2012 Mercedes Benz SLS AMG: Birthday Benzes
March 13, 2013
Somehow the universe aligned. Several editors had gone to Geneva for the auto show and the SLS AMG sat lonely on the list, calling to me (not entirely true: I had to arm-wrestle Mike Schmidt for it, a formidable opponent). Good timing too, as the next day was my father's birthday and I'd planned to meet the old man for lunch. I didn't expect to meet him in a $243,000 roadster, but fortune smiled.
Dad considers himself a bit of a Benz man these days, smitten as he is with his six-year-old SLK 280. I haven't had the heart to tell him that most auto-snobs snicker at the little convertible as an executive secretary's special. But I doubt he'd care. Dad used to wear white bucks to high school and sometimes a bowtie to his plain-clothes assignments for the police department. He's not a man easily swayed by the whimsies of the cool kids. The SLK is also something of a salve, a car to soothe the memory of a 911 SC sold in a moment of haste when he was a much younger man.
To fully exploit the theme, we decided to hit up the Mercedes-Benz Classic Center in Irvine after lunch.
The Classic Center sits among a cluster of automotive dealerships just off the freeway. You have to keep an eye out for it. The two-story, glass-fronted building wraps around a corner lot, with only a small three-pointed star above the entrance and a simple sign along the top of the building in classic Mercedes typeface. Driving by, there's nothing to tell you that it houses some of the finest Benz classics outside of the mothership center in Fellbach, Germany.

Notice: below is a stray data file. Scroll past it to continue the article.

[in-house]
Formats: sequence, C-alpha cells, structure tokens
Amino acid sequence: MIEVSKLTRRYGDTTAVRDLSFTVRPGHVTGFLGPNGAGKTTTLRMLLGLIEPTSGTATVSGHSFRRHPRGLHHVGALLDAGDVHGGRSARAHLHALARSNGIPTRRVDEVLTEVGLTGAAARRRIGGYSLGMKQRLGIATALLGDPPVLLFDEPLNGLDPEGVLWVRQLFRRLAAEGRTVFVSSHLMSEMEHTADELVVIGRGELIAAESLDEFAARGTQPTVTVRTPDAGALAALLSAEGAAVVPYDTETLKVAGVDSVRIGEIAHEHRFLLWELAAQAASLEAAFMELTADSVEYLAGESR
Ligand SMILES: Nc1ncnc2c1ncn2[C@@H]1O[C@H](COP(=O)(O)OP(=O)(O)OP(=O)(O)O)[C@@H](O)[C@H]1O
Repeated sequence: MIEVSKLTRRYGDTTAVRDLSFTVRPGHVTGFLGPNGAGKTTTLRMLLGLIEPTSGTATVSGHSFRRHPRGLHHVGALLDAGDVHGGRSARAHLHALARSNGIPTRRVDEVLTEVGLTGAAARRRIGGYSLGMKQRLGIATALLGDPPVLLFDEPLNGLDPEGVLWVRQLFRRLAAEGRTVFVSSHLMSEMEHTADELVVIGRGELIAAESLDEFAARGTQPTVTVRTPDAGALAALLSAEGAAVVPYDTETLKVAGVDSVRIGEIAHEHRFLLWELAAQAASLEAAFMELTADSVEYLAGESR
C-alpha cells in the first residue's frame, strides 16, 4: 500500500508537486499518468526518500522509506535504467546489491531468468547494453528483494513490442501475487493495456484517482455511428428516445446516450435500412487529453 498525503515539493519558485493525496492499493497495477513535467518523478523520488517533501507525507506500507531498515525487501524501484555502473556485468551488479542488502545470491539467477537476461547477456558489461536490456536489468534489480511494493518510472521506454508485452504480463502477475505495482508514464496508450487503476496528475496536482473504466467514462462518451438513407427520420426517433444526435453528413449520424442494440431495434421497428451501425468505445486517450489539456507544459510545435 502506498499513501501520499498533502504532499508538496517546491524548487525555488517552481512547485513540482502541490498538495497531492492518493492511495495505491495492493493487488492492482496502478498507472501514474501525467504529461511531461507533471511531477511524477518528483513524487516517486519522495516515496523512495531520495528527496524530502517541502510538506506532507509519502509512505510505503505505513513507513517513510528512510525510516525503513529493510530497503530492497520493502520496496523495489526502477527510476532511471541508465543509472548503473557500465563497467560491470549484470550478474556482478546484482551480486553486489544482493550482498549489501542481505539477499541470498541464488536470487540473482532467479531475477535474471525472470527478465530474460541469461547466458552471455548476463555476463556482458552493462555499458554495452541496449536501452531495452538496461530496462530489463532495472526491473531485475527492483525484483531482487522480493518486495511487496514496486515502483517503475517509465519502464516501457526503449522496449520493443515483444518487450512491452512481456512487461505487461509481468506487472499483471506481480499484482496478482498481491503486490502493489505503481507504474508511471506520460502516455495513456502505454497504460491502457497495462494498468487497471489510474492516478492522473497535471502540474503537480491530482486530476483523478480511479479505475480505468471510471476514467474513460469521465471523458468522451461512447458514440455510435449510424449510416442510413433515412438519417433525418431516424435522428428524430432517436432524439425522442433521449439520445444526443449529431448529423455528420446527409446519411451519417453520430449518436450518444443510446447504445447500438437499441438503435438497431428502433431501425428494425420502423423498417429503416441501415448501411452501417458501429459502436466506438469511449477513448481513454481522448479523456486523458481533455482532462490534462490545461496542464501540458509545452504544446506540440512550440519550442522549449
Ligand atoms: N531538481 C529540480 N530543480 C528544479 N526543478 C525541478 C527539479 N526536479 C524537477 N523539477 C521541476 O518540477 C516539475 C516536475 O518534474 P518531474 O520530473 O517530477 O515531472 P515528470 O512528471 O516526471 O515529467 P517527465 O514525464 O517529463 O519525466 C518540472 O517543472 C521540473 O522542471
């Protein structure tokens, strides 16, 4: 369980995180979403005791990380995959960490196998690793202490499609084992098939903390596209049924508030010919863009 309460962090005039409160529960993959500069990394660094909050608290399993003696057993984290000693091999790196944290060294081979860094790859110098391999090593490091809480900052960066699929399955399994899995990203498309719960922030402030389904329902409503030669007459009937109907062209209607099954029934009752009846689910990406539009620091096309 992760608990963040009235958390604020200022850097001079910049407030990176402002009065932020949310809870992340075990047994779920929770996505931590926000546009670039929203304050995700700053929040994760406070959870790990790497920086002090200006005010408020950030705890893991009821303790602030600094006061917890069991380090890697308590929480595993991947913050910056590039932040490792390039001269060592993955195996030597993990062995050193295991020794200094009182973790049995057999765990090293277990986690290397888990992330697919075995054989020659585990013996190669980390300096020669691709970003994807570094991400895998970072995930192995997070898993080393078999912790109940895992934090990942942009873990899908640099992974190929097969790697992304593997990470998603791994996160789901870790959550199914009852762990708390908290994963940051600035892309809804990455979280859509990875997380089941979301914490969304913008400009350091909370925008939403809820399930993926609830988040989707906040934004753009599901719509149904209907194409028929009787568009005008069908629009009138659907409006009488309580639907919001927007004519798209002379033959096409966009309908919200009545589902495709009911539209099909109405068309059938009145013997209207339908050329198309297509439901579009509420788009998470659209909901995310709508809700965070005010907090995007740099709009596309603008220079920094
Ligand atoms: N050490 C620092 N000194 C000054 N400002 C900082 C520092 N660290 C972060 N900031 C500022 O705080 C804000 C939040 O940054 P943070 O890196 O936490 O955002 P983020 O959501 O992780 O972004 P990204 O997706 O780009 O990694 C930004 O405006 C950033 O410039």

And it's not just a whisper-and-hush museum. The western regional staff of Mercedes USA corporate works on the second floor, while around half of the ground floor space is given over to a full restoration facility: body shop, paint booth, the works. On our visit, we saw a half-dozen 300SLs in various states of rehabilitation. Owners bring in their old Benzes for professional love, and sometimes the Classic Center will buy, restore and sell them on the floor. A pristine '55 Gullwing runs just $1.4 million. The more practical buyer can drive off in a meticulous 1995 E320 wagon for $30,000.
The SLS drew some attention from the office folks, not an easy crew to impress. The SLS's manufacturer plates and our general wonderment on entering gave us away as pretenders and not Orange County land barons looking to expand our garage. No one tried to sell us an SL.
Dad loved the SLS and kept urging me to "roll on the throttle again." We drove it back home through nearby Trabuco Canyon where the exhaust note lingered among the rock walls and canopy of oaks. We never once listened to the radio on the road, only briefly in the driveway to sample a $6,000 Bang & Olufsen sound system. The old man's only complaints were our optional carbon-fiber interior trim ("save it for the body; aluminum or wood inside, please") and the lumbar/bolster adjustment cluster perched under his left knee.
The Mercedes-Benz Classic Center is open Monday through Friday, and Saturday by appointment (i.e. you plan to buy something really expensive or can sneak in with a group after the Cars & Coffee car show). Well worth the visit for any carhead, definitely anyone into Benzes.
Dan Frio, Automotive Editor @ around 20,000 miles